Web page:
It may be worthwhile when reading any famous work to read it from the perspective of a commentator who will act as a guide. That is because these works may be very easy to read, but difficult to understand or situate within a broader context. This commentator becomes the window through which one understands the work by providing the "background" the OP desires.
If that is the case, the question is which commentator to use as a guide to Wittgenstein's Tractatus? There are many people who have written about the book. The one I recommend is G. E. M. Anscombe's An Introduction to Wittgenstein's Tractatus: Themes in the Philosophy of Wittgenstein.
Julia Driver summarizes her professional life:
Gertrude Elizabeth Margaret Anscombe was one of the most gifted philosophers of the twentieth century. Her work continues to strongly influence philosophers working in action theory and moral philosophy. Like the work of her friend Ludwig Wittgenstein, Anscombe’s work is marked by a keen analytic sensibility.
So, Anscombe is a philosopher worth knowing in her own right and she was closely associated with Wittgenstein.
Driver discusses their relationship further:
Anscombe met Wittgenstein at Cambridge, after her graduation from Oxford. She attended his lectures and became one of his most devoted students. She believed that it was Wittgenstein’s lectures, for example, that freed her from the trap of phenomenalism (MPM, ix). When she returned to Oxford she continued to travel to Cambridge to study with Wittgenstein.
Anscombe also became one of Wittgenstein’s good friends and then, after his death in 1951, one of the executors of his literary work. Ray Monk wrote that Anscombe was “…one of Wittgenstein’s closest friends and one of his most trusted students, an exception to his general dislike of academic women and especially of female philosophers. She became, in fact, an honorary male, addressed by him affectionately as ‘old man’.” (Monk 1991, 498).
Anscombe translated Wittgenstein’s Philosophical Investigations (1953), and wrote an introduction to the Tractatus in 1959 (the work had originally been published in 1921). She organized major publications of Wittgenstein’s later work in, for example, Remarks on Color and Zettel. She also translated a number of his other works.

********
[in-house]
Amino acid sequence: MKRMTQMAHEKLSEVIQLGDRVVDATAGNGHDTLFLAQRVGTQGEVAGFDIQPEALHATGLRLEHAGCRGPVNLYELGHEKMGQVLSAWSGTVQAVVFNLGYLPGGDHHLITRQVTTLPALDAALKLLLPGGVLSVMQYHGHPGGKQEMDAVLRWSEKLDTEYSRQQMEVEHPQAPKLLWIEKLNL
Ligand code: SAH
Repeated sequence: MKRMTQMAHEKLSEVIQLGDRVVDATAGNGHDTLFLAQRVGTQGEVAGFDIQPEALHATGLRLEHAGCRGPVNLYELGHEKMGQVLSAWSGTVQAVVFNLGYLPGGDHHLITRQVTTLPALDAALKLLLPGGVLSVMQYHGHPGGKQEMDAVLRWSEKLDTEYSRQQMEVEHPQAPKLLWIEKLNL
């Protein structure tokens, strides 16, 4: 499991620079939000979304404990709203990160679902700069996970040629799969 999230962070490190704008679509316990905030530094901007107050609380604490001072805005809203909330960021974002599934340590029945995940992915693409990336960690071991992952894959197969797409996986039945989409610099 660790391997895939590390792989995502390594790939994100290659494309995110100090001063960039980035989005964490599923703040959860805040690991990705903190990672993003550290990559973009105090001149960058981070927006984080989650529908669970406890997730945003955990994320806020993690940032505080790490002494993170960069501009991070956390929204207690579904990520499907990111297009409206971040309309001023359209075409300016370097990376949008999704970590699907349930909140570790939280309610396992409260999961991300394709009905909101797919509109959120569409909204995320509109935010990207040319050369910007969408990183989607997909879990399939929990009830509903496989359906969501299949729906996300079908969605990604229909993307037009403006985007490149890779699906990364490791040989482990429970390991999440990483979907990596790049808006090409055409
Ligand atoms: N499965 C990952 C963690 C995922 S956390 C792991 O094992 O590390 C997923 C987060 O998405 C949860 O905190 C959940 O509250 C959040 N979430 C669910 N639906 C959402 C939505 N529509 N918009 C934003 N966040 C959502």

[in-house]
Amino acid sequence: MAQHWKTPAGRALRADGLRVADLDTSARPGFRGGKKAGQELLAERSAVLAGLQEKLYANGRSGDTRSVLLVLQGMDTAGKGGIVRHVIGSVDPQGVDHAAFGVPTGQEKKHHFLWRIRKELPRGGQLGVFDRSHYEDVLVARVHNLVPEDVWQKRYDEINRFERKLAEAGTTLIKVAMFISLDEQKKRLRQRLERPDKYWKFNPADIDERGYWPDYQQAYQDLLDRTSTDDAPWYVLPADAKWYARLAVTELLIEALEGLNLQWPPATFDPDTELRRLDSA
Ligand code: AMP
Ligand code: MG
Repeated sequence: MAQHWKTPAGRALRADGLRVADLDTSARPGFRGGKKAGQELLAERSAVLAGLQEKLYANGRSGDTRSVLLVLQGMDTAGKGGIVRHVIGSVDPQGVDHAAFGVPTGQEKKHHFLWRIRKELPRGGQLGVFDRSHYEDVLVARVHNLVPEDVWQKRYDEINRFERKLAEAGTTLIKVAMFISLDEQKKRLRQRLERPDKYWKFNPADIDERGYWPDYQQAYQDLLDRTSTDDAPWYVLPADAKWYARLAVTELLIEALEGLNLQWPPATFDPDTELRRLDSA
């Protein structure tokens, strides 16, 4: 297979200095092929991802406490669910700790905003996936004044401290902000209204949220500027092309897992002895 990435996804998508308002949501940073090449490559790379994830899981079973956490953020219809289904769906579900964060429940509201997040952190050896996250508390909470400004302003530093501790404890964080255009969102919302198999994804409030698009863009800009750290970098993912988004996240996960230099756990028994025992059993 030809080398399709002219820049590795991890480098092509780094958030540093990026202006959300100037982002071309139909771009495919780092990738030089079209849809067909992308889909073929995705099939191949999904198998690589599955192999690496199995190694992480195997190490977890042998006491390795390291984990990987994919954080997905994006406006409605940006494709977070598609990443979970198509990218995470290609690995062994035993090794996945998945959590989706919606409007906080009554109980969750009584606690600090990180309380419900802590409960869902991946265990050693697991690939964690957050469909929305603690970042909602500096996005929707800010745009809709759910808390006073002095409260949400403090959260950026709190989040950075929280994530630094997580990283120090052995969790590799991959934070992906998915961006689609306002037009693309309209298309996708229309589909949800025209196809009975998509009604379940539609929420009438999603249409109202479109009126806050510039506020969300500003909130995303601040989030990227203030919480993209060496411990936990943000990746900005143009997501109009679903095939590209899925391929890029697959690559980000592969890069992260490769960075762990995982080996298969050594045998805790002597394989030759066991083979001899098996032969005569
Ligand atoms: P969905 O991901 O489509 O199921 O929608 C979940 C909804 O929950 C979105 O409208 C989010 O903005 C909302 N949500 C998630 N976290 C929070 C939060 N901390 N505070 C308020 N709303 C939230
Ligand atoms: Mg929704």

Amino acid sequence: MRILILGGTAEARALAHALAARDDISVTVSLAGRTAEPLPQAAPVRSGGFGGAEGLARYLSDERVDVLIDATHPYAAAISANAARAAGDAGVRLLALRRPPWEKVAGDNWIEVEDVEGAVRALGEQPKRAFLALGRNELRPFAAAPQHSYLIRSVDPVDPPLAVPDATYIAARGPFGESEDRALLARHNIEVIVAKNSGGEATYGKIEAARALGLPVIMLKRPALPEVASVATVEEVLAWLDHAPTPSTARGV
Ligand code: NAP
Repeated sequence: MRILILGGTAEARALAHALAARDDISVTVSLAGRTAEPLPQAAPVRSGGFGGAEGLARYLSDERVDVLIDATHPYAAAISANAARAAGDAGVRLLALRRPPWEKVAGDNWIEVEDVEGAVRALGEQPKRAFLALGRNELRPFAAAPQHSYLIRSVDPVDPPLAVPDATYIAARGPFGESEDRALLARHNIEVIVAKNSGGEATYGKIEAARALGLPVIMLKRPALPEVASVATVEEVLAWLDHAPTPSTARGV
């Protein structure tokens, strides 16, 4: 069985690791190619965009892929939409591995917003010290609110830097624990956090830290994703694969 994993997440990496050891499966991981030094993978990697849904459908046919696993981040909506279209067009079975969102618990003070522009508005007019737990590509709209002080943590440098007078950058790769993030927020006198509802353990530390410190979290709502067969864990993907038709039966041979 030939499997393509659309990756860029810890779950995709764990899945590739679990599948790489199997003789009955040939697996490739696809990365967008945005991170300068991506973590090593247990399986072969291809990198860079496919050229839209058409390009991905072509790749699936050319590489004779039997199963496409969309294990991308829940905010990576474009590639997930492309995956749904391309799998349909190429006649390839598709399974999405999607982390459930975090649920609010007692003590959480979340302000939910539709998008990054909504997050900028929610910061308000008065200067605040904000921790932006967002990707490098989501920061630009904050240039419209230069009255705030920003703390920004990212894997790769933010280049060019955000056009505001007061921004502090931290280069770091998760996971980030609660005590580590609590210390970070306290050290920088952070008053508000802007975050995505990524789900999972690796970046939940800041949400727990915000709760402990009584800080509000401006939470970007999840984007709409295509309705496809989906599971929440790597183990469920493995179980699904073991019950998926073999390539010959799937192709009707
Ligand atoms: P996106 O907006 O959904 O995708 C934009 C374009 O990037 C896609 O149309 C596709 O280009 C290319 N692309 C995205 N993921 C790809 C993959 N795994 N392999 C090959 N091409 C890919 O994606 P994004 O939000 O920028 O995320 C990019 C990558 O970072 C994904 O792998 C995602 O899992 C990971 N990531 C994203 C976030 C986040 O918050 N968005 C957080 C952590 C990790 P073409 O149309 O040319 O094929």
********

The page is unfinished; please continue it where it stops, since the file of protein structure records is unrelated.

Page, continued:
The Monk reference is to his biography, Ludwig Wittgenstein: The Duty of Genius.
Someone this closely involved with Wittgenstein may be a worthy guide to understanding him better.
Here is the question:
How much background do I need to read this book? And, in such case of needing background at all What background should I expose myself to, in an effort to properly understand and interpret this book?
Anscombe's introduction may be all the background one needs for an initial reading of the Tractatus. Both of these works can be read (and re-read) together. After that initial understanding one will be in a better position, that is, one will be able to trust one's own judgement better, to look for other sources or explore other themes related to either of these two philosophers.
Anscombe, G. E. M. An introduction to Wittgenstein's Tractatus. (1971)
Driver, Julia, "Gertrude Elizabeth Margaret Anscombe", The Stanford Encyclopedia of Philosophy (Spring 2018 Edition), Edward N. Zalta (ed.), URL = https://plato.stanford.edu/archives/spr2018/entries/anscombe/.